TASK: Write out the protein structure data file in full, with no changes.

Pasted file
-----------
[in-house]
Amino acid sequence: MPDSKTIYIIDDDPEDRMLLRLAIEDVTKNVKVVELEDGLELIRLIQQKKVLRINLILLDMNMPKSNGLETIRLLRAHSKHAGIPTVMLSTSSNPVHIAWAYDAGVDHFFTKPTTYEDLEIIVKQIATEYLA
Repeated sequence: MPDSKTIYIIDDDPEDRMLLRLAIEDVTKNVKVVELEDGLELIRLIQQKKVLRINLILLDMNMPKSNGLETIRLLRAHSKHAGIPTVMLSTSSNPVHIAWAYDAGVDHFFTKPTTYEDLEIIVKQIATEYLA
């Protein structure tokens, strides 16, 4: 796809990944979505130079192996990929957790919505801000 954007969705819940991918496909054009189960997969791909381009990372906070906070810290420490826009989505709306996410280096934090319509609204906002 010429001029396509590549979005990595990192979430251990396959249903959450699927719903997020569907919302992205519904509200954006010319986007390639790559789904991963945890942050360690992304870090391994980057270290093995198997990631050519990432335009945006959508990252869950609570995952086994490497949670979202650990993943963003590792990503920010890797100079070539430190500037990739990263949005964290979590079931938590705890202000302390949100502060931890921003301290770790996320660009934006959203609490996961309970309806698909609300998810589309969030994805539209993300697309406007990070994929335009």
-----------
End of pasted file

[in-house]
Amino acid sequence: MPDSKTIYIIDDDPEDRMLLRLAIEDVTKNVKVVELEDGLELIRLIQQKKVLRINLILLDMNMPKSNGLETIRLLRAHSKHAGIPTVMLSTSSNPVHIAWAYDAGVDHFFTKPTTYEDLEIIVKQIATEYLA
Repeated sequence: MPDSKTIYIIDDDPEDRMLLRLAIEDVTKNVKVVELEDGLELIRLIQQKKVLRINLILLDMNMPKSNGLETIRLLRAHSKHAGIPTVMLSTSSNPVHIAWAYDAGVDHFFTKPTTYEDLEIIVKQIATEYLA
């Protein structure tokens, strides 16, 4: 796809990944979505130079192996990929957790919505801000 954007969705819940991918496909054009189960997969791909381009990372906070906070810290420490826009989505709306996410280096934090319509609204906002 010429001029396509590549979005990595990192979430251990396959249903959450699927719903997020569907919302992205519904509200954006010319986007390639790559789904991963945890942050360690992304870090391994980057270290093995198997990631050519990432335009945006959508990252869950609570995952086994490497949670979202650990993943963003590792990503920010890797100079070539430190500037990739990263949005964290979590079931938590705890202000302390949100502060931890921003301290770790996320660009934006959203609490996961309970309806698909609300998810589309969030994805539209993300697309406007990070994929335009």